When can you speak up in rehearsal?

One of my teachers, Bernard Adelstein, told me a funny story about when he was just a teenager during the 1940s, playing second trumpet in the Pittsburg Symphony Orchestra under the famous conductor, Fritz Reiner. Reiner was rehearsing outdoors for a summer concert. The principal trumpet player, Irving Sarin, got frustrated with Reiner, slammed his music shut on the stand and walked out of rehearsal. Reiner then looked at the young Adelstein and asked him what was wrong. Quick-thinking, Adelstein replied, “I think Mr. Sarin is allergic to bees. He tried to kill a bee with his music, but he missed. He walked out quickly, so that he wouldn’t get stung.” Because conductors at this time had absolute power in an orchestra, Adelstein probably saved Sarin’s career by coming up with this wonderful excuse.

Being a musician in an ensemble requires that you learn how and when you can speak up in a rehearsal. If you monopolize rehearsal time with your personal questions and observations, or, worse, if you openly criticize the conductor, then you are hurting your relationship with the conductor and holding back your ensemble. You want to nurture great relationships with your colleagues and with the conductors you play under.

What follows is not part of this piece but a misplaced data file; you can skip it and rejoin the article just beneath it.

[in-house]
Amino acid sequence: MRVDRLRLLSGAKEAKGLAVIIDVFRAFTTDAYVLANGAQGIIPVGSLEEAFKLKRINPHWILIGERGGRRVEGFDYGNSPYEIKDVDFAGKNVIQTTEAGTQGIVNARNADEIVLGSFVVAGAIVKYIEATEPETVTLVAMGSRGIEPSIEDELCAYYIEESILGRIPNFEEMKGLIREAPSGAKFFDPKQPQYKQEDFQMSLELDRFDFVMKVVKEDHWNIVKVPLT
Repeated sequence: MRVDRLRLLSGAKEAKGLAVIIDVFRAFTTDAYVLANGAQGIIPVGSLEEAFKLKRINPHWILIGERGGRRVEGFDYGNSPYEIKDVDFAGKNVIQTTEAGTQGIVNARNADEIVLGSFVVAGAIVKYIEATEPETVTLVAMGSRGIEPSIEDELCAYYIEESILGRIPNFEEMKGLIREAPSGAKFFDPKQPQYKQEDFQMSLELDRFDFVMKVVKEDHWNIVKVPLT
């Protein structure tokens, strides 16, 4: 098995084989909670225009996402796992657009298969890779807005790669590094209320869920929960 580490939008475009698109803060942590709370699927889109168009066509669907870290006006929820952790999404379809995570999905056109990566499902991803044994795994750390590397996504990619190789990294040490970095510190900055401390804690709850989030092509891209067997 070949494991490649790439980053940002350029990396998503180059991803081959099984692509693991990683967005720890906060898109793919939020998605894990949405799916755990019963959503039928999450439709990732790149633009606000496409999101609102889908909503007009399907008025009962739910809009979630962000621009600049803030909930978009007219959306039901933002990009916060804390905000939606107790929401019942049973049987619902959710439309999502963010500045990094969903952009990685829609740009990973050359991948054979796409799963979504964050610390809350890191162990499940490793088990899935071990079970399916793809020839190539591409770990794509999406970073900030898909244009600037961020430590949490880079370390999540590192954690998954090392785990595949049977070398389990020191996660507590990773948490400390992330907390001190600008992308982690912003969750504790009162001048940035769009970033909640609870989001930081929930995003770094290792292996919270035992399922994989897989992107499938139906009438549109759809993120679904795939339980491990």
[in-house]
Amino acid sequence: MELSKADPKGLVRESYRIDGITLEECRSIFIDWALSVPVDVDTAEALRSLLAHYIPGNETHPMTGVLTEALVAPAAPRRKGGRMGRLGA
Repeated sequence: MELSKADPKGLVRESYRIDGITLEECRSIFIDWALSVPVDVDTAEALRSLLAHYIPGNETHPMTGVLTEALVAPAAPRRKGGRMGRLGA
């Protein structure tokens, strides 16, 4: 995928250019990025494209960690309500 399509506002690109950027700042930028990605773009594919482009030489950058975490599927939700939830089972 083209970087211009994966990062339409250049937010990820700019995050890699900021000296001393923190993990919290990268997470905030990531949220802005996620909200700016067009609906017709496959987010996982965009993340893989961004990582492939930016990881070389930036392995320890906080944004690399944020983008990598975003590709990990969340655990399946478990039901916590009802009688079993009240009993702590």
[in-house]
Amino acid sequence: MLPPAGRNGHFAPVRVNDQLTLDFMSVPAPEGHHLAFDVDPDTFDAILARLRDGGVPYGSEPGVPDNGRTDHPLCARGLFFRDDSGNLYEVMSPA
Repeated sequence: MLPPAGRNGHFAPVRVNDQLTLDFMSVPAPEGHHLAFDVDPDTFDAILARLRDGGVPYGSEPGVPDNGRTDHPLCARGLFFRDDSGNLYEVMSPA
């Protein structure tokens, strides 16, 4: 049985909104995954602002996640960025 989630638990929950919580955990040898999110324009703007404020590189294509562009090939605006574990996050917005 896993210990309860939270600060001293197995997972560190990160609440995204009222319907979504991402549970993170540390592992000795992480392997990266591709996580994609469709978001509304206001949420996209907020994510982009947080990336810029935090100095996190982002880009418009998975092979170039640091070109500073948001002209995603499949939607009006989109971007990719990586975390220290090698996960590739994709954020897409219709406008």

Here are some of my guidelines on how to ask questions diplomatically in an ensemble rehearsal:

  1. First of all, do not chat during rehearsal. If you have to talk to your neighbor about important things related to the music, then you can whisper. But be careful to not distract from the rehearsal or from the conductor’s comments.
  2. Quick fix. If you have an obvious wrong note or some other serious error in your part, you can raise your hand during rehearsal when the conductor does not seem too pressed for time (or when he or she asks if there are questions).
  3. Timing. The best times to ask questions are after rehearsal (or before). If you’re in a chamber group of something like 15 people or less, then you can talk about your view points, as long as you don’t monopolize the conversation.
  4. Size. In large ensembles, make it a general rule to not question the conductor’s tempos out loud in rehearsal. It usually comes across as disrespectful.
  5. Your tone of voice. This can be difficult to figure out sometimes, since what might seem an innocent question to you sounds like an insolent question to the conductor. 
  6. What part do you play? If you are the principal and/or section leader, then you can more understandably ask questions in a large ensemble. If you play a lower part, then you should limit your questions to your section leader. The power flow in a large ensemble is pretty much top down. That’s the most efficient way a group like that works. Work within that system.